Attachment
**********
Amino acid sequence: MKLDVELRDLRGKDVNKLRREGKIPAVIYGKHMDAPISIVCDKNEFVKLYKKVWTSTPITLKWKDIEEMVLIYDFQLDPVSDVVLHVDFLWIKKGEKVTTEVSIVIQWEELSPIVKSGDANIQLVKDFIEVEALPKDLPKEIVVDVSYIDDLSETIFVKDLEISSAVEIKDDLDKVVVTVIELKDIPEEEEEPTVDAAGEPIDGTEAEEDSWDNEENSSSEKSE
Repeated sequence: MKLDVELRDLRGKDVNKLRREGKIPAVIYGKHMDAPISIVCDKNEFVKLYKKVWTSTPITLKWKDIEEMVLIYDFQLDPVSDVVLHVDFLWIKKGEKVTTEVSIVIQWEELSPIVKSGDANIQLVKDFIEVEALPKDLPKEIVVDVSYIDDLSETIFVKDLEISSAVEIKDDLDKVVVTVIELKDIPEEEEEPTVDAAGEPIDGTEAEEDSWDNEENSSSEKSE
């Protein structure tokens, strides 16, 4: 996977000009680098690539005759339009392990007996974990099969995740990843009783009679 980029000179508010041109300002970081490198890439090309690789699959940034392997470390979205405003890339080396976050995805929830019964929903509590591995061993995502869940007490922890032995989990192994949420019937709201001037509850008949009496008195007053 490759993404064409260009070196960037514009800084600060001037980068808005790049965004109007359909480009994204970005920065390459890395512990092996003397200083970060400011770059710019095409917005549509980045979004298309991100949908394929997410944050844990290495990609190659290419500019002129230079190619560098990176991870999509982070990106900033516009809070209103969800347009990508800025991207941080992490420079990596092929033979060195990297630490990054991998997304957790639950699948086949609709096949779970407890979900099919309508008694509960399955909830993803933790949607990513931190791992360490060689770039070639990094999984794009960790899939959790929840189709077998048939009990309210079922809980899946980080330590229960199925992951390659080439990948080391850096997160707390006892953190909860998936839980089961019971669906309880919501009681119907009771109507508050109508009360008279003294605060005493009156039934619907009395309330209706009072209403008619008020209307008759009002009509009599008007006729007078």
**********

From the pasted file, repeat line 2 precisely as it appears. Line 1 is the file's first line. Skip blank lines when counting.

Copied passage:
Repeated sequence: MKLDVELRDLRGKDVNKLRREGKIPAVIYGKHMDAPISIVCDKNEFVKLYKKVWTSTPITLKWKDIEEMVLIYDFQLDPVSDVVLHVDFLWIKKGEKVTTEVSIVIQWEELSPIVKSGDANIQLVKDFIEVEALPKDLPKEIVVDVSYIDDLSETIFVKDLEISSAVEIKDDLDKVVVTVIELKDIPEEEEEPTVDAAGEPIDGTEAEEDSWDNEENSSSEKSE